Wednesday, October 31, 2012

Sandy and Neelam: The need for a Worldwide Tropical Storm index

Sandy and Neelam have been unwelcome visitors in our household in Bangalore. With close family ties to family and friends in Chennai and on the US East Coast, we have been regularly watching TV and the Sandy crisis map put out by Google over the last few days.

The older generation comes to a quick conclusion: cutting of trees all over, and pollution! What else do you expect?

Was the ferocity of Sandy increased by climate change? Visit for one report. I looked for other information and found that geophysicists have studied the question: is there a steady increase in storm activity over the decades, given that there has been a small rise in the ocean surface temperature? Visit Journal of Geophysical Research for a scholarly study on the trend in Atlantic Hurricane Activity covering 1851-2007. They report a periodic variation with a 60 year period. What are the possible causes of such a periodic variation? The variation in solar radiation reaching the earth? Sunspot activity? Brief searches did not get any answers to these questions. offers a discussion on global warming and hurricane activity from a Govt Lab. reports an Indian study focusing on the North Indian Ocean, where we have cyclones similar to the hurricanes in the Atlantic Ocean.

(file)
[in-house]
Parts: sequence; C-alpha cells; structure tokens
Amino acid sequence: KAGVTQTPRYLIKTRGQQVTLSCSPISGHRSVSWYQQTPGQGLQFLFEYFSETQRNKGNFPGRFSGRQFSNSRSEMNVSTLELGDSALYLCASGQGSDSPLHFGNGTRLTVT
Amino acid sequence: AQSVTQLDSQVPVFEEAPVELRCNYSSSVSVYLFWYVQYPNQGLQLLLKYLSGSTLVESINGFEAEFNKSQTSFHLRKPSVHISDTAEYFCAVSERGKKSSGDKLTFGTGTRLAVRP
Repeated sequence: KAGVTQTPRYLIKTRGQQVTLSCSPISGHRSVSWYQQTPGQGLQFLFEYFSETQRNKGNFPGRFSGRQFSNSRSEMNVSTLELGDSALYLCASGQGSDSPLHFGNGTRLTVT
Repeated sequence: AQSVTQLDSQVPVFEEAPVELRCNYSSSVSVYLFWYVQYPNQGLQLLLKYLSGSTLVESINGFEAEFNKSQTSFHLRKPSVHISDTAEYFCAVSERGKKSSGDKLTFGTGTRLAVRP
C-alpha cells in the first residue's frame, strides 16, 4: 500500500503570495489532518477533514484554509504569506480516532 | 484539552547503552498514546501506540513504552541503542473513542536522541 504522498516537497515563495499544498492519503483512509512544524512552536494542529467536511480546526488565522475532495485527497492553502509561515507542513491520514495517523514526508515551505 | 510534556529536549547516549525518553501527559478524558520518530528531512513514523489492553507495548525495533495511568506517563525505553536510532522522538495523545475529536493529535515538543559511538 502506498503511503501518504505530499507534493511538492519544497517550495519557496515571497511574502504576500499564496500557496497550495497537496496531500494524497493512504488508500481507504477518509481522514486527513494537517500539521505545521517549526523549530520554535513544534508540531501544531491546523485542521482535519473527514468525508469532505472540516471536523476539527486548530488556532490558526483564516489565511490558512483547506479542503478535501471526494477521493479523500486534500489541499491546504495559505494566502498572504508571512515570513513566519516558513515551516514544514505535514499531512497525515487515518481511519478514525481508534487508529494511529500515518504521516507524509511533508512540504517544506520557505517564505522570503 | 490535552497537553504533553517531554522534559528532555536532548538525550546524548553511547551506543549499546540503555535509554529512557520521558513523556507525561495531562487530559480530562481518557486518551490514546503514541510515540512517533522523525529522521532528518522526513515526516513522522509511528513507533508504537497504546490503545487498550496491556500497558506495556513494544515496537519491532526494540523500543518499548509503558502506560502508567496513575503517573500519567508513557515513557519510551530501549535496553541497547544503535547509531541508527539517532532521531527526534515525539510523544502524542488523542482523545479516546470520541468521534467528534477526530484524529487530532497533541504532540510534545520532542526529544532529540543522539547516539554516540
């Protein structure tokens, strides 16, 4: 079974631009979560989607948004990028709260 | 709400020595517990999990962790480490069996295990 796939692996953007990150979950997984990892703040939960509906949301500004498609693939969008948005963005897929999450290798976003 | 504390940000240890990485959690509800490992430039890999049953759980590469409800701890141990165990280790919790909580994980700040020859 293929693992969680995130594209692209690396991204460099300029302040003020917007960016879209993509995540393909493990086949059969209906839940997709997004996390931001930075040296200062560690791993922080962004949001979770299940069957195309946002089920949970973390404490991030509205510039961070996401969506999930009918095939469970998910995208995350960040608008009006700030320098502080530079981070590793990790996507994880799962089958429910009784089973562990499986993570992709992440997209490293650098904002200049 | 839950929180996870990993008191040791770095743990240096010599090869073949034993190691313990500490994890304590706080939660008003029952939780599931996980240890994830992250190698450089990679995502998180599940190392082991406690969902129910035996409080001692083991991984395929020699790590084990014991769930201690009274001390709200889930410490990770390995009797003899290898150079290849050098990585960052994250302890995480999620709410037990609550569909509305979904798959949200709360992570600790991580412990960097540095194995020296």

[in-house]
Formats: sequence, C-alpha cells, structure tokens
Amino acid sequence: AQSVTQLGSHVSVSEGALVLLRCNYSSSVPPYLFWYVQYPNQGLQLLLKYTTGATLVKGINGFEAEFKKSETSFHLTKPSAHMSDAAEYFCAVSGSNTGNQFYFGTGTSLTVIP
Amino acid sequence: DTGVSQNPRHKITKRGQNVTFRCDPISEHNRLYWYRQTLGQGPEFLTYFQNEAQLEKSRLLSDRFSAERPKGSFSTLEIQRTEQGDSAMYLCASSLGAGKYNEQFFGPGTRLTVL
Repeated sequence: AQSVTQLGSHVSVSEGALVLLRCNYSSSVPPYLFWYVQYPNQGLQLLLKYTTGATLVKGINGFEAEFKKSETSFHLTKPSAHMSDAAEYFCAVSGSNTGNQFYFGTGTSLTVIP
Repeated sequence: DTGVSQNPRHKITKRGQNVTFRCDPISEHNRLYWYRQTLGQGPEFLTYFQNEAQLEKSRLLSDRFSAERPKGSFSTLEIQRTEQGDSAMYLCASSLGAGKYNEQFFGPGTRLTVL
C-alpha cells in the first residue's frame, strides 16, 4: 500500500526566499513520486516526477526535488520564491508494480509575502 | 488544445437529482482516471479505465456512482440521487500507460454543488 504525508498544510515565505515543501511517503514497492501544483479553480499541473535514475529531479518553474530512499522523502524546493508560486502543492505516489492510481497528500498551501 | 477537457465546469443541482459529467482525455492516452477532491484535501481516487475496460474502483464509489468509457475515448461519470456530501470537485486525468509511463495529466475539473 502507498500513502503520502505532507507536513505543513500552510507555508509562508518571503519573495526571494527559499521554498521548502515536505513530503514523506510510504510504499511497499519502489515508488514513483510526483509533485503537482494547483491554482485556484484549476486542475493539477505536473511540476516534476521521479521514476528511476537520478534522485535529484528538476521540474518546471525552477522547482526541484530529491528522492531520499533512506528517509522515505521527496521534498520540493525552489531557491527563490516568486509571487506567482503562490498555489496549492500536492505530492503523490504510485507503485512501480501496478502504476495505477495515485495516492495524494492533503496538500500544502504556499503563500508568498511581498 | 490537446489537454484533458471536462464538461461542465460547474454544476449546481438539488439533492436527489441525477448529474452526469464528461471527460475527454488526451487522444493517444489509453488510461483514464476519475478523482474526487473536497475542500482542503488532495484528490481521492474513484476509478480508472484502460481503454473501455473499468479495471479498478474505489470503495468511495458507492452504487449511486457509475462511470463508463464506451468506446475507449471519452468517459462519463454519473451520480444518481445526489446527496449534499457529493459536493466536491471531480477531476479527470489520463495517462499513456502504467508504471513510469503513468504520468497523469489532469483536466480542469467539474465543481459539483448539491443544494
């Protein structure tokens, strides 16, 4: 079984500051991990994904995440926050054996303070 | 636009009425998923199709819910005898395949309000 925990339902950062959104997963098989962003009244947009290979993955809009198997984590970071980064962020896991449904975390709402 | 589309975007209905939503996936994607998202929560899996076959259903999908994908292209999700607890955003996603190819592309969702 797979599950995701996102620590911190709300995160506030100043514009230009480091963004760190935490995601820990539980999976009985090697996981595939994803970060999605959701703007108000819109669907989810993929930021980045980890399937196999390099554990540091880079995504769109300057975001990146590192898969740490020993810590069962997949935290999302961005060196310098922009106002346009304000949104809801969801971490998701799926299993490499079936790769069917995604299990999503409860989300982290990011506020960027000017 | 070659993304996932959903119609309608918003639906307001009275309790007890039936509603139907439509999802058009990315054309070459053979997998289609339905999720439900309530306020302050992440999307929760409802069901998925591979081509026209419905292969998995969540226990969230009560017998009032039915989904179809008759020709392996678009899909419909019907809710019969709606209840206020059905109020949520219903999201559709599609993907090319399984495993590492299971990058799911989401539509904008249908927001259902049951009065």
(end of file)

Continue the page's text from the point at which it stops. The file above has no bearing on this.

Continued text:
I feel that we need a worldwide Storm Activity Index (SAI) to be compiled from now on. It would support research on possible effects of global warming. It would in fact do more. Remember the clock of the Bulletin of Atomic Scientists that used to warn us about the remaining time to (nuclear) midnight! The SAI will similarly communicate to the lay person a sense of increasing concern, related to global warming. Scholars could look over the last ten or more decades to see what the trend was in the past. Awareness of the dangers of global warming over the whole of the world population is a necessity, and SAI would be a step in this direction. I would vote for the base to be set at 100, representing the level of activity seen during the first decade of the 21st Century.

Srinivasan Ramani


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